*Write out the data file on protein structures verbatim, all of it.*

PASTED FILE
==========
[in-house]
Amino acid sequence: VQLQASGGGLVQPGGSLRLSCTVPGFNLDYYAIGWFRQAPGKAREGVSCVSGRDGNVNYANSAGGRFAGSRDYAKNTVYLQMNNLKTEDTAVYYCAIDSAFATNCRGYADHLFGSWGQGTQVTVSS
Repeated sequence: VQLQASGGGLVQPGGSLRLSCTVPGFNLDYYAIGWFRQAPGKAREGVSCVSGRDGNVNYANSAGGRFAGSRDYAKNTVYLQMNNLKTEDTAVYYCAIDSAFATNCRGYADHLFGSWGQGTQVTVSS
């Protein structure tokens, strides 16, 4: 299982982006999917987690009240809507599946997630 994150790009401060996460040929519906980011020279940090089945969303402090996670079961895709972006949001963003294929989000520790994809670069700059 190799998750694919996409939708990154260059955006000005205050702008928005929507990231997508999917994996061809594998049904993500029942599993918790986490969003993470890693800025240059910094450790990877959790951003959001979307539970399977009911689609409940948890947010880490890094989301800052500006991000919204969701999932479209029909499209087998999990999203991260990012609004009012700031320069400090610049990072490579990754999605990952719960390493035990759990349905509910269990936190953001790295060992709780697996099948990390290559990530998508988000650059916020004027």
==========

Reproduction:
[in-house]
Amino acid sequence: VQLQASGGGLVQPGGSLRLSCTVPGFNLDYYAIGWFRQAPGKAREGVSCVSGRDGNVNYANSAGGRFAGSRDYAKNTVYLQMNNLKTEDTAVYYCAIDSAFATNCRGYADHLFGSWGQGTQVTVSS
Repeated sequence: VQLQASGGGLVQPGGSLRLSCTVPGFNLDYYAIGWFRQAPGKAREGVSCVSGRDGNVNYANSAGGRFAGSRDYAKNTVYLQMNNLKTEDTAVYYCAIDSAFATNCRGYADHLFGSWGQGTQVTVSS
């Protein structure tokens, strides 16, 4: 299982982006999917987690009240809507599946997630 994150790009401060996460040929519906980011020279940090089945969303402090996670079961895709972006949001963003294929989000520790994809670069700059 190799998750694919996409939708990154260059955006000005205050702008928005929507990231997508999917994996061809594998049904993500029942599993918790986490969003993470890693800025240059910094450790990877959790951003959001979307539970399977009911689609409940948890947010880490890094989301800052500006991000919204969701999932479209029909499209087998999990999203991260990012609004009012700031320069400090610049990072490579990754999605990952719960390493035990759990349905509910269990936190953001790295060992709780697996099948990390290559990530998508988000650059916020004027």